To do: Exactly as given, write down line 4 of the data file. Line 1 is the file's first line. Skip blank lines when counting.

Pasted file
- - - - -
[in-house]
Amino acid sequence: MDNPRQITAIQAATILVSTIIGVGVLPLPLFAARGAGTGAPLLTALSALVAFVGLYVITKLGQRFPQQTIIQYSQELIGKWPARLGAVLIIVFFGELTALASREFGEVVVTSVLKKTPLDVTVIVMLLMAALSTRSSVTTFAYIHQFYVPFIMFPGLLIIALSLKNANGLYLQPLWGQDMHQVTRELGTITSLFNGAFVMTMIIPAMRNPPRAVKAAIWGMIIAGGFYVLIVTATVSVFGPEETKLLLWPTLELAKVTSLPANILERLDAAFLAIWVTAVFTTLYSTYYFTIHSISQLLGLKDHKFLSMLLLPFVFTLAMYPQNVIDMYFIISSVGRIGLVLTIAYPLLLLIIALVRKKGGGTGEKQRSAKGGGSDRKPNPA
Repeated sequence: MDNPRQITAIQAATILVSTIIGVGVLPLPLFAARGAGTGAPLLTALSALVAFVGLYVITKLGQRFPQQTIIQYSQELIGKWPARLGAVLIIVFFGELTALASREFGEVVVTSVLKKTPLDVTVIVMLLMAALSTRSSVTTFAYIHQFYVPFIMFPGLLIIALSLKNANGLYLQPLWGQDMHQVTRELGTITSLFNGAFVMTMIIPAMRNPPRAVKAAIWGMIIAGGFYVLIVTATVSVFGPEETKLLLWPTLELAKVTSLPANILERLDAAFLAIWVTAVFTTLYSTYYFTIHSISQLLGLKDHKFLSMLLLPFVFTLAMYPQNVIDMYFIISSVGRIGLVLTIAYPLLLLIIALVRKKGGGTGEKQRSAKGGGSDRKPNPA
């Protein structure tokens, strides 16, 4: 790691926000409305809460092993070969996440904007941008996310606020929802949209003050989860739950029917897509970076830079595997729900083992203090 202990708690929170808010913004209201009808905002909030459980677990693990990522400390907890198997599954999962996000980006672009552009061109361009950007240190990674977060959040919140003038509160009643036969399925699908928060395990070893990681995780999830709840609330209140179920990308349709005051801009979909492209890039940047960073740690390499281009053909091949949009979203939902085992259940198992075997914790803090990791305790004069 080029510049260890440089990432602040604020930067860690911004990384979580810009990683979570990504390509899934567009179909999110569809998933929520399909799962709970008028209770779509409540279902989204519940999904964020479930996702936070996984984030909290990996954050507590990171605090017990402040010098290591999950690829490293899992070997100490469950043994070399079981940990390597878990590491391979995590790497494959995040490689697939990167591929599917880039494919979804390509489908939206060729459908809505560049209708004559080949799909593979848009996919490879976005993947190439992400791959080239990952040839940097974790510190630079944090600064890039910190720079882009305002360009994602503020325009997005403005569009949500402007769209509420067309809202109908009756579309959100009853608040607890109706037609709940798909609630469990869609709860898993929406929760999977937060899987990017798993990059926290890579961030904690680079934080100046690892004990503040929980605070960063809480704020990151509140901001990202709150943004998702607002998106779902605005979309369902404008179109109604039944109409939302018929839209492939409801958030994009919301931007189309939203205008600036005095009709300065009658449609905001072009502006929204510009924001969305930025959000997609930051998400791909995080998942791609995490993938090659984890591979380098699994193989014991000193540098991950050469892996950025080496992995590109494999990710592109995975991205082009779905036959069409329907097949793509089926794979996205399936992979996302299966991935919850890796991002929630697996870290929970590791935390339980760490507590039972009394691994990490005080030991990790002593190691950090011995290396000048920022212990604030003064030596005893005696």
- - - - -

């Protein structure tokens, strides 16, 4: 790691926000409305809460092993070969996440904007941008996310606020929802949209003050989860739950029917897509970076830079595997729900083992203090 202990708690929170808010913004209201009808905002909030459980677990693990990522400390907890198997599954999962996000980006672009552009061109361009950007240190990674977060959040919140003038509160009643036969399925699908928060395990070893990681995780999830709840609330209140179920990308349709005051801009979909492209890039940047960073740690390499281009053909091949949009979203939902085992259940198992075997914790803090990791305790004069 080029510049260890440089990432602040604020930067860690911004990384979580810009990683979570990504390509899934567009179909999110569809998933929520399909799962709970008028209770779509409540279902989204519940999904964020479930996702936070996984984030909290990996954050507590990171605090017990402040010098290591999950690829490293899992070997100490469950043994070399079981940990390597878990590491391979995590790497494959995040490689697939990167591929599917880039494919979804390509489908939206060729459908809505560049209708004559080949799909593979848009996919490879976005993947190439992400791959080239990952040839940097974790510190630079944090600064890039910190720079882009305002360009994602503020325009997005403005569009949500402007769209509420067309809202109908009756579309959100009853608040607890109706037609709940798909609630469990869609709860898993929406929760999977937060899987990017798993990059926290890579961030904690680079934080100046690892004990503040929980605070960063809480704020990151509140901001990202709150943004998702607002998106779902605005979309369902404008179109109604039944109409939302018929839209492939409801958030994009919301931007189309939203205008600036005095009709300065009658449609905001072009502006929204510009924001969305930025959000997609930051998400791909995080998942791609995490993938090659984890591979380098699994193989014991000193540098991950050469892996950025080496992995590109494999990710592109995975991205082009779905036959069409329907097949793509089926794979996205399936992979996302299966991935919850890796991002929630697996870290929970590791935390339980760490507590039972009394691994990490005080030991990790002593190691950090011995290396000048920022212990604030003064030596005893005696």